fantasy,  publication,  writing

What future Natania told past Natania.

Photo by Pierre J.
Photo by Pierre J.

No, I can’t really go back in time (if I could, you’d be reading this on a telegraph!). But if I could, there’s a few things I’d tell myself about writing, publication, and and the business of print.

Never underestimate the kindness and generosity of other writers. Most of the progress I’ve made this last year has been because of the friendships I’ve made with other SF/F writers. First it was through WordPress, then it was through Twitter. Not only have other writers helped me learn the ropes and what to expect, but they’ve been a constant source of inspiration and support during the writing, editing, and shopping process.

Never underestimate the selfishness and self-centeredness of other writers. While, thankfully, not as common as the nice folks, there are some astonishingly vain writers out there who are writing for one reason: themselves. They feed off of praise and adulation, and love to talk about themselves and their work but rarely help other people. Steer clear of these folks, no matter what honeyed promises they give you.

Listen to agents. It’s hard advice, at first. It will likely burst your happy little bubble, and will be difficult to hear. At first you’ll be overwhelmed by the number of queries each and every agent gets, then by the sheer fail of it all. But then you’ll realize how important it is that you listen to their advice because, unlike ten years ago, now with Twitter and Facebook and the blogsplosion, you have the opportunity to be in the know. The secrets are out, for the most part. But, conversely, you have no excuse for being ignorant! So in some ways, the competition is even more intense. Keep on your toes.

The Internet is not magic. Just because you blog, podcast, write, critique, and are involved in active Twitter chats doesn’t mean you’ll find success. It can help, of course, but it still takes persistence and work. There are no magic publication fairies that will scoop up your manuscript and whisk it off to Tor. That said, you have to act as your own emissary–so be on good behavior, and try not to be a dick.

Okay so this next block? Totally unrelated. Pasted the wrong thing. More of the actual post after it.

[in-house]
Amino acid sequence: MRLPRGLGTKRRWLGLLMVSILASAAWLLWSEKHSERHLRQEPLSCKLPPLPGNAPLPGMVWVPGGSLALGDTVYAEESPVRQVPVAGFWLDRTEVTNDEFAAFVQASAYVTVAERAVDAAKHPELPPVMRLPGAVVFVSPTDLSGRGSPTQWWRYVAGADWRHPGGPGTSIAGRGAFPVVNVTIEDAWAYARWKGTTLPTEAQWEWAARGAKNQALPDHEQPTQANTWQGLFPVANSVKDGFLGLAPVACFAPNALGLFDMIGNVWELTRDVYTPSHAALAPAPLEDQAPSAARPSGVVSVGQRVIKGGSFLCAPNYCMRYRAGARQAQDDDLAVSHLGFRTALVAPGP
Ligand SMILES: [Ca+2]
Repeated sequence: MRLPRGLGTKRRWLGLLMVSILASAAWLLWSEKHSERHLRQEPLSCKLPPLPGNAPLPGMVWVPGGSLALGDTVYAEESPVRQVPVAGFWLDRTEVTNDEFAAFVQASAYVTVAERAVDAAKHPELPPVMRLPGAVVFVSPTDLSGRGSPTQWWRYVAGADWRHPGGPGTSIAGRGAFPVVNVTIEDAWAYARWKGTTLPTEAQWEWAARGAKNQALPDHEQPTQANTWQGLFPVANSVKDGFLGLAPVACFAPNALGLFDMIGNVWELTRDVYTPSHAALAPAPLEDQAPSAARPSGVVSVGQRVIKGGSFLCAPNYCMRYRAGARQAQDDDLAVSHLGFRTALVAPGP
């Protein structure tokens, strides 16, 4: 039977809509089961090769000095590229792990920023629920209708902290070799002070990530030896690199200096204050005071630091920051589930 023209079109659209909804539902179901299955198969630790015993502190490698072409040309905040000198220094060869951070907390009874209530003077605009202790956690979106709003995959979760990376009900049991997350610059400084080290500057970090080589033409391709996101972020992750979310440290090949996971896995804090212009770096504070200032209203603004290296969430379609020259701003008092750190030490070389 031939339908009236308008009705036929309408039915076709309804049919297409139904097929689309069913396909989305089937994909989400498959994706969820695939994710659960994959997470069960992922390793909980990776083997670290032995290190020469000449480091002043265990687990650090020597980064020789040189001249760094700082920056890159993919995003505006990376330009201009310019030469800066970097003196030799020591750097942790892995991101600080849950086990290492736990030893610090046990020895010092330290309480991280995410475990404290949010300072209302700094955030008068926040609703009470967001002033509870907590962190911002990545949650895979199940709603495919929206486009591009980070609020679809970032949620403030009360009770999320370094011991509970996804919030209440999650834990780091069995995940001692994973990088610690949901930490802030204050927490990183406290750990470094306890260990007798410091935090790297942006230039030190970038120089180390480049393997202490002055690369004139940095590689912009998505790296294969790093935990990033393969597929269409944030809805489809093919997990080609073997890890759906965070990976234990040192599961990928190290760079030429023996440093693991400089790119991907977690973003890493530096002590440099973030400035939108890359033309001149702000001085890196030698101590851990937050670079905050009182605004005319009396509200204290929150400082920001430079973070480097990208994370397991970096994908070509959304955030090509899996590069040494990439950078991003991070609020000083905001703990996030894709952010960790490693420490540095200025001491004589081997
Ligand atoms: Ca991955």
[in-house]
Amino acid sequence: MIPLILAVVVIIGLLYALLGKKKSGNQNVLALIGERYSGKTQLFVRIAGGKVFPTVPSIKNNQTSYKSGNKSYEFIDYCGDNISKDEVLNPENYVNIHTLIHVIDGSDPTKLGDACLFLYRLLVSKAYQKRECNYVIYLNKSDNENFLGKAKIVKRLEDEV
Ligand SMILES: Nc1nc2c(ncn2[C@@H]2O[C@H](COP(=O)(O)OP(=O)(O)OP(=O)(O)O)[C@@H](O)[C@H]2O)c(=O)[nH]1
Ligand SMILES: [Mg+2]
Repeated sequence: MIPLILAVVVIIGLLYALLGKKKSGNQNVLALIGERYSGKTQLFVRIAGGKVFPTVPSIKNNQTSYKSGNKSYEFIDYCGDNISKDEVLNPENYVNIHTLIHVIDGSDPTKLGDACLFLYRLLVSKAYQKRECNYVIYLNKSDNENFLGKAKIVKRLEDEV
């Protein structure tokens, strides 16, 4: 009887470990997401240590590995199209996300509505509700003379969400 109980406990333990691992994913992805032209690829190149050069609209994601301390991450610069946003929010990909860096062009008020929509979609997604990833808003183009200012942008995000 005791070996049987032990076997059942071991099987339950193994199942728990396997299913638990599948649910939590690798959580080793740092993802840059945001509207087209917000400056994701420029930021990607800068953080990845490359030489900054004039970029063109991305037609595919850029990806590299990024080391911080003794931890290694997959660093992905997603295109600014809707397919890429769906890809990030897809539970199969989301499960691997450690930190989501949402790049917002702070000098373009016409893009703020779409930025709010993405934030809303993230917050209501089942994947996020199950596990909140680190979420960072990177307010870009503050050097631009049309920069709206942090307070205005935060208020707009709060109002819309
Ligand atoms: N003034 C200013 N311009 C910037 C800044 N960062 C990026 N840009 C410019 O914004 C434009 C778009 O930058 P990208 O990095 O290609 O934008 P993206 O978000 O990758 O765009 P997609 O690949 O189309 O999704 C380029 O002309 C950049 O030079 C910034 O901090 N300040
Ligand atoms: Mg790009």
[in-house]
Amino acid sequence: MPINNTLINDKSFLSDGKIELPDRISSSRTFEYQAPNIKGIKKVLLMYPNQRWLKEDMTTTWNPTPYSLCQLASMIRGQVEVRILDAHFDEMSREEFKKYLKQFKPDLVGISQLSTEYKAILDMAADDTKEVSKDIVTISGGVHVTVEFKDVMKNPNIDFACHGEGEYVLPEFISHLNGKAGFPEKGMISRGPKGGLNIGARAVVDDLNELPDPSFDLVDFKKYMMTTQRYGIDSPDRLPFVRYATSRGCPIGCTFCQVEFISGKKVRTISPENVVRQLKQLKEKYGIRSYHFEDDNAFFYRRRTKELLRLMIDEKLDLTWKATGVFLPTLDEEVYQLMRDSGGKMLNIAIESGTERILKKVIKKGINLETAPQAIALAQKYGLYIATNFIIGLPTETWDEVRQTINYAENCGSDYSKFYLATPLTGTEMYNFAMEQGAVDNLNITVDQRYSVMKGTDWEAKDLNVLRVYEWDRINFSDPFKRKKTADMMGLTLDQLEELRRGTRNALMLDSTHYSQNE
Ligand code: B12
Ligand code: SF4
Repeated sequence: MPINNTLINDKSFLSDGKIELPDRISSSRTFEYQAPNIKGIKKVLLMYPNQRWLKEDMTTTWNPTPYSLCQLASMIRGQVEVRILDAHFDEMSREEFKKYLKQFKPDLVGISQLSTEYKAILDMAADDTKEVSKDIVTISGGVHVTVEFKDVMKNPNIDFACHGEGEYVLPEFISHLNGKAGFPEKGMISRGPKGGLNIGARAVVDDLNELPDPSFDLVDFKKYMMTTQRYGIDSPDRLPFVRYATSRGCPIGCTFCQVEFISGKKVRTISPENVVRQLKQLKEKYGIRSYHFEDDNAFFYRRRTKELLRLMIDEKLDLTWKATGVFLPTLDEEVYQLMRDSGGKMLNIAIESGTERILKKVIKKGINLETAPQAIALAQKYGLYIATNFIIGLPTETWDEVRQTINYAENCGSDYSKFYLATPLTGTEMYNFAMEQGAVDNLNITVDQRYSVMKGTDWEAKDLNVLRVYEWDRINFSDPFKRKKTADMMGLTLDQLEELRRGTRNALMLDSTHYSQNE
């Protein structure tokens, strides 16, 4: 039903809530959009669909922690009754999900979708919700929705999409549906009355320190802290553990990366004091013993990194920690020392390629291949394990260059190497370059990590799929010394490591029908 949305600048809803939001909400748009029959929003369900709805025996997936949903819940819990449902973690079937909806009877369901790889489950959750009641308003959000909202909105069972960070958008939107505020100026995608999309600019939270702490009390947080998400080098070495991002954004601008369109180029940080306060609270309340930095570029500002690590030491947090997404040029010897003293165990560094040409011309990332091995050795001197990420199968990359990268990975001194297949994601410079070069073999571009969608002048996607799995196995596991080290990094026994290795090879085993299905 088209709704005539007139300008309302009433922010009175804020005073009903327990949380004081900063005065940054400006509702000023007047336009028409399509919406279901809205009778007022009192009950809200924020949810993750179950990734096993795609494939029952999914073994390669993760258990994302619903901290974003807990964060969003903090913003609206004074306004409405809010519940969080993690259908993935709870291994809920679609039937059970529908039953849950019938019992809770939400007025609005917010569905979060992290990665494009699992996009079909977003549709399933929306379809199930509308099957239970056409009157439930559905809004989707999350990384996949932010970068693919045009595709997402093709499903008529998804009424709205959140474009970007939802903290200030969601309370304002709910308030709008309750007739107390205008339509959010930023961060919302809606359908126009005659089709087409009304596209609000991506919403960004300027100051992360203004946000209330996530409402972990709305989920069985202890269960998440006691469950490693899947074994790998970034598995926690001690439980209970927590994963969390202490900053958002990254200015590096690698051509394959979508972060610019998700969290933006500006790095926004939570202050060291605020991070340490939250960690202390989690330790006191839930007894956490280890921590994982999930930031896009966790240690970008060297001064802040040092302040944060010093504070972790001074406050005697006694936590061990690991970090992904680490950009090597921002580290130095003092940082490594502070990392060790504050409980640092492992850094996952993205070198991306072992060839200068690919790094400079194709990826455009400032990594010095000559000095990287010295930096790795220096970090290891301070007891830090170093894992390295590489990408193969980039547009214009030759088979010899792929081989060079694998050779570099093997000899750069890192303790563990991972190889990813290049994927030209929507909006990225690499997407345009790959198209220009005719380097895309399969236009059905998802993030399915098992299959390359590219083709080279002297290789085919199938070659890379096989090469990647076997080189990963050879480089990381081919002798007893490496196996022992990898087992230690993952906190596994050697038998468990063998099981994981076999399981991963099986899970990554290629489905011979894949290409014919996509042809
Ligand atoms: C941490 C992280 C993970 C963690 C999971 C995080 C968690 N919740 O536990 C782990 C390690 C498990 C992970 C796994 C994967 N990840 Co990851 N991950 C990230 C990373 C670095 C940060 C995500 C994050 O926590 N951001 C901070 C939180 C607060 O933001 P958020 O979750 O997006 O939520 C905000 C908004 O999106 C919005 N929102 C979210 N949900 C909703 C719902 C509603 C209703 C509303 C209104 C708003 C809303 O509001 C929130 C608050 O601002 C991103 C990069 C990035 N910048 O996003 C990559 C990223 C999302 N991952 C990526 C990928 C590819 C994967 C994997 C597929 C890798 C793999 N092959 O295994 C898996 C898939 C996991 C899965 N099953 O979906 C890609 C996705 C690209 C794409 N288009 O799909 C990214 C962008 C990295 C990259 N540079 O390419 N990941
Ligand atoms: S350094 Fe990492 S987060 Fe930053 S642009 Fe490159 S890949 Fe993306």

Rejection isn’t personal. It’s biased, yes, but not personal. It’s also part of the game. Learning to wear rejection as a badge of honor is a good idea, but it’s no easy task. You can think you’re tough, but life is weird. Chances are you’ll get a major rejection on a day that was crap already, and no matter how much you try to say it doesn’t bother you, it will. It’s natural. It’s something you hoped for, and nothing sucks so much as the destruction of hope (even if it’s just temporary). However, you’re only allowed to let it bother you for a day, an hour, a small increment of time, and then move on. If you can’t move on, frankly, you’re just not cut out for this business.

Make your own victories. It’s not about what you’re writing compared to everyone else. It’s not even about your word count. It’s about telling your story and telling it right. It’s about finding your own voice. Make daily goals, and stick to them. As long as you keep championing on, the sting of rejection won’t be so harsh.

Never take your readers for granted. Their input is some of the most meaningful and helpful you’ll ever get. There is nothing so amazing as sharing something with a reader and having them enjoy it, having the story mean something to them, too. Listen to everything they say… their comments can be more insightful than the most seasoned critic.

Grow a pair. You’ll find, as you continue to write, and move beyond that first novel, that there are things you should have done, could have done, and were afraid to do. Be fearless. Go out on a limb. Be the voice you want to hear. Maybe you can’t slay dragons in real life, but you can do anything between the lines. Trust your imagination, listen to your characters, and be brave enough to heed what you hear.

Read, read, read. Never go a day without reading something. Read books that rock, books that suck. Read how-to books and mystery novels and gardening books. Read cooking books and encyclopedias. Learn from the craft, never stop the stream of information. It is what you love, and if you stray from that path, you’ll get lost. Trust me, I know.


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